I’m always a little leery when I see that a musical act is being promoted as just one person. Whether it be an artist going by his actual name (e.g. M. Ward or Conor Oberst) or a pseudonym (e.g. Phosporescent or early Bright Eyes).
I realize that most of these solo artists have some help on a record and in live performances, but, generally, I assume their music is going to be too boring or not have enough going on.
I’ve often been proven wrong in this regard, but never more than when I listened to Telekinesis. While it’s often referred to as a band, according to most sources, its sole member is Michael Benjamin Lerner.
Considering the number of instruments that can be heard on his/their albums — guitars, bass, keyboard, drums — one is left to wonder if he just moves from station to station, recording each instrument and piecing it all together in the end. More than likely, he’s got a bunch of studio musicians helping him out, but they just don’t get prominent credit.
All of this is really irrelevant. The only thing that matters is that Telekinesis has put out three albums since “forming” in 2008, and all of them are above average.
That is the big single from the band’s 2009 debut, Telekinesis! It’s a pretty good representation of what Lerner has been doing ever since. Just straight-forward indie rock that’s catchy and filled with fun, clever lyrics.
Other strong tracks from that disc are “Imaginary Friend”, “Tokyo”, “Look To the East”, “All of a Sudden” and “Calling All Doctors”.
Lerner’s vocals are reminiscent of fellow Seattle resident and doppelgänger Ben Gibbard, whose Death Cab For Cutie bandmate, Chris Walla, does a little bit of everything, including production, on Telekinesis’ first two records.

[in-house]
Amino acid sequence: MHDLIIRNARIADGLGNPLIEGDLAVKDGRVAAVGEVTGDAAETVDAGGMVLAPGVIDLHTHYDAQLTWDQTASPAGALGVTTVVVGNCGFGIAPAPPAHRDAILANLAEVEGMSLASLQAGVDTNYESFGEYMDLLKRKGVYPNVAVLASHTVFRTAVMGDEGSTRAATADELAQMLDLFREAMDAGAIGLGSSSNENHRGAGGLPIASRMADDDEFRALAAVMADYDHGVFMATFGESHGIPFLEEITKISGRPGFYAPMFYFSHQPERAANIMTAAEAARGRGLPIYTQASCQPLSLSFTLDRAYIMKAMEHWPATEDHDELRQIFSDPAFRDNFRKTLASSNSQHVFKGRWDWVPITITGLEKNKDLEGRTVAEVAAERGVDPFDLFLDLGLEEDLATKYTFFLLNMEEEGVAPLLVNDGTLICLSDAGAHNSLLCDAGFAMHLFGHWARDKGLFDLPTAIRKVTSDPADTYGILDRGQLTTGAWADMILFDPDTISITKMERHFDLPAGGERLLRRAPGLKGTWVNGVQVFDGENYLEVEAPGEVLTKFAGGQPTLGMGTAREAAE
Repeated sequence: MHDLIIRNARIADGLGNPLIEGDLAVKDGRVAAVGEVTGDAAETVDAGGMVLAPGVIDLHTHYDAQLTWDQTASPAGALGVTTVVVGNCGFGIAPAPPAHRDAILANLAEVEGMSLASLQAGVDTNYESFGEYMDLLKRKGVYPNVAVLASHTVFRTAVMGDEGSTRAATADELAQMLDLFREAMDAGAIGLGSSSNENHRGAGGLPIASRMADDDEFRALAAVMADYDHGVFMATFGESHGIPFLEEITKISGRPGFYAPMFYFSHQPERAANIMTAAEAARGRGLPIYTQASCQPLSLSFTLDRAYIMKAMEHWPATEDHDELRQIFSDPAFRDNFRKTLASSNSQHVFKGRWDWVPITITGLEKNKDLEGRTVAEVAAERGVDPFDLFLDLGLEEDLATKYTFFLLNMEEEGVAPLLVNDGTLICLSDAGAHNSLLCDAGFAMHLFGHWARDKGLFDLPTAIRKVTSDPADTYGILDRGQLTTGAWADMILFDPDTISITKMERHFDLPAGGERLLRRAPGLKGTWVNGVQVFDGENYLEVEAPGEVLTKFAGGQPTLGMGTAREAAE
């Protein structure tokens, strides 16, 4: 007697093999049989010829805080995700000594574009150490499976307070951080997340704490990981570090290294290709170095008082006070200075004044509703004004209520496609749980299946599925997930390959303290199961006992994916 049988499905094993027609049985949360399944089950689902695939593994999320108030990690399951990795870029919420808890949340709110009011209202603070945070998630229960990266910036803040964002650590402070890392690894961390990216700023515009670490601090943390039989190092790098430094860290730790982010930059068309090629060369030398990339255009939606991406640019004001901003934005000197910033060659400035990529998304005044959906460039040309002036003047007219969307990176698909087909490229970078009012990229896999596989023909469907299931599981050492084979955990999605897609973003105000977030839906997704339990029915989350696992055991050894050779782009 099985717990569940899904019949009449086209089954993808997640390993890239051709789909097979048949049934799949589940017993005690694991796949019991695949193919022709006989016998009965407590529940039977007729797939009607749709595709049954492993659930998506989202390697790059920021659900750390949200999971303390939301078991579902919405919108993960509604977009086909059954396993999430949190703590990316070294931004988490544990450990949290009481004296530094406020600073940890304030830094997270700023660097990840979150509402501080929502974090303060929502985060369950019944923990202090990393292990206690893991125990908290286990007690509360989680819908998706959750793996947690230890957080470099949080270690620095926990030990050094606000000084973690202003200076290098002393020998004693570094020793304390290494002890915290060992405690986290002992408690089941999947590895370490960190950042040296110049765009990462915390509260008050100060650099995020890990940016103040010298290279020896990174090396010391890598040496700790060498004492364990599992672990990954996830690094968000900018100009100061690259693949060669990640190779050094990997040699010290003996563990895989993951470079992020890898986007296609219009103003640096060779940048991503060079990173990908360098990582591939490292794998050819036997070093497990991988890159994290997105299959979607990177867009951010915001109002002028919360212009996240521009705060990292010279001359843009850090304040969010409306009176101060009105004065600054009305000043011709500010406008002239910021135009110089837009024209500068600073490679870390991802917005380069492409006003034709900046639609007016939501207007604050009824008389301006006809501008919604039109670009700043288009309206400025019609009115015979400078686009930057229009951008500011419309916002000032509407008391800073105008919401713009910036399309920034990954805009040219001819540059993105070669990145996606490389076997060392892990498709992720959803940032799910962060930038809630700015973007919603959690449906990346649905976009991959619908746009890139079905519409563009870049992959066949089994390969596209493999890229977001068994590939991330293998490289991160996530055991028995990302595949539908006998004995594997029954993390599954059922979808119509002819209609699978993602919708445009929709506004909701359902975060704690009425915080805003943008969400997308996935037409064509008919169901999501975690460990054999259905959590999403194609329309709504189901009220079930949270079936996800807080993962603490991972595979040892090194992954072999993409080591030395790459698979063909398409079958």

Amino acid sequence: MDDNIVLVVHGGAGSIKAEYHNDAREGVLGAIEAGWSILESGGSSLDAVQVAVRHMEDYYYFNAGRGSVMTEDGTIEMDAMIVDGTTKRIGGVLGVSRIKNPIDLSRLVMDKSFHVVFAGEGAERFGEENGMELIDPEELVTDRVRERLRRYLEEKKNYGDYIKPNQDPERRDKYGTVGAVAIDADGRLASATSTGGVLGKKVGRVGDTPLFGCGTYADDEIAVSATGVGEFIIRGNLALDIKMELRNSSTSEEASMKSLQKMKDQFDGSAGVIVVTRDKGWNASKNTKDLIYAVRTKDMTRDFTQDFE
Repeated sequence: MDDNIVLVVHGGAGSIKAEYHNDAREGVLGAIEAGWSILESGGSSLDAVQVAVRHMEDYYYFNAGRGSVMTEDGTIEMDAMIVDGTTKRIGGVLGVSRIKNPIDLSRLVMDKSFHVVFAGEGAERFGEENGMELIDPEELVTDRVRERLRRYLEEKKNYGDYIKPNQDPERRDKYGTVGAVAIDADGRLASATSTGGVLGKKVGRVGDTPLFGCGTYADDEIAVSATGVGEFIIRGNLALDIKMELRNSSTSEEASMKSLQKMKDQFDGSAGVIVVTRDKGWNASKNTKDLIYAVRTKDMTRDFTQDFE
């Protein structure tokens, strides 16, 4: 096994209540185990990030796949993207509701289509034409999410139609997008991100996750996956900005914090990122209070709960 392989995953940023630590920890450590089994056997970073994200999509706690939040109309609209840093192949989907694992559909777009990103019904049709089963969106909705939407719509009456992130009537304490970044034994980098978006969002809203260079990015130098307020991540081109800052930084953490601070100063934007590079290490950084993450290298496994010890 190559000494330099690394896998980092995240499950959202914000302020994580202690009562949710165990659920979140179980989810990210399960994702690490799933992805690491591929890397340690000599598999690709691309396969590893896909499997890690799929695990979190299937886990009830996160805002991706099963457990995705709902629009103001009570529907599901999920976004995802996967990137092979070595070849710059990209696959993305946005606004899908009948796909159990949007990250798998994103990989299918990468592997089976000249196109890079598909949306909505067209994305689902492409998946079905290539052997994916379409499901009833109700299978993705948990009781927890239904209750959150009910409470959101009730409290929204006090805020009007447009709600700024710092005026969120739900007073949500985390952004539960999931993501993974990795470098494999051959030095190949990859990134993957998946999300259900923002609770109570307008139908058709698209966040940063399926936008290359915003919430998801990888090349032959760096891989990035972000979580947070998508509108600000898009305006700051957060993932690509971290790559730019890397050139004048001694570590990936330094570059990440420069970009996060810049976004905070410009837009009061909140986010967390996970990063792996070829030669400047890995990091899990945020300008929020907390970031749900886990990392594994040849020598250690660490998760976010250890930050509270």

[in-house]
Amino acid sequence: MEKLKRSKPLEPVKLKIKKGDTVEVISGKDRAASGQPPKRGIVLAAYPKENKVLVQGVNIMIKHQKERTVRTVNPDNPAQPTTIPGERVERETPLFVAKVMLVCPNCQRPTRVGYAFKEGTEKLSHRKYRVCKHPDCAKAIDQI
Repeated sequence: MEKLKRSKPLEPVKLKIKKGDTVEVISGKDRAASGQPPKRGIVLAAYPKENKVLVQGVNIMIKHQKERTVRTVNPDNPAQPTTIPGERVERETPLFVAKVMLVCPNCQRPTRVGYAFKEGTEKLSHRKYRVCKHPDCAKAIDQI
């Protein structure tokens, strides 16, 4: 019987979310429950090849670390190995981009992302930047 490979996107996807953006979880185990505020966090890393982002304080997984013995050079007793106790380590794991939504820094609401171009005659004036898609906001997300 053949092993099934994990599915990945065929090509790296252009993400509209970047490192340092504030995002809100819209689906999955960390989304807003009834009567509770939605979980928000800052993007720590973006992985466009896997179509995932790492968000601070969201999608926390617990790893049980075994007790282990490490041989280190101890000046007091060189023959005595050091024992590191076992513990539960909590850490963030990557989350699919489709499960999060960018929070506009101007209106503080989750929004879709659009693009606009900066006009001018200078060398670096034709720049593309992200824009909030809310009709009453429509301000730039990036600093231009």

The 2011 follow-up, 12 Desperate Straight Lines, isn’t much different from its predecessor. Lerner and crew do sprinkle in a few different rock styles throughout. There’s a little bit of grunge on “50 Ways” and something harder on “Fever Chill”. The best is when they throw in a post-punk guitar riff on “Country Lane” and “Please Ask For Help”.
Other notable entries here are “Gotta Get It Right Now”, “Palm of Your Hand” and “Car Crash”.
For the latest release, Dormarion, which came out this past April, Lerner traveled to Austin, Texas, to record in the studio of Spoon drummer Jim Eno. The album is named after the studio’s location, on Dormarion Lane.
I don’t know if the switch is what caused it, but this record isn’t as strong as the previous two. It does have a very strong single in “Ghosts and Creatures”, but the rest is hit or miss. The few other songs worth mentioning are “Wires”, “You Take It Slowly” and “Ever True”. A lot of people have praised album opener “Power Lines”, but it’s only so-so.
It would appear as though I’ve already missed Telekinesis’ latest swing through the Midwest. Perhaps I’ll catch him/them when they pass through again.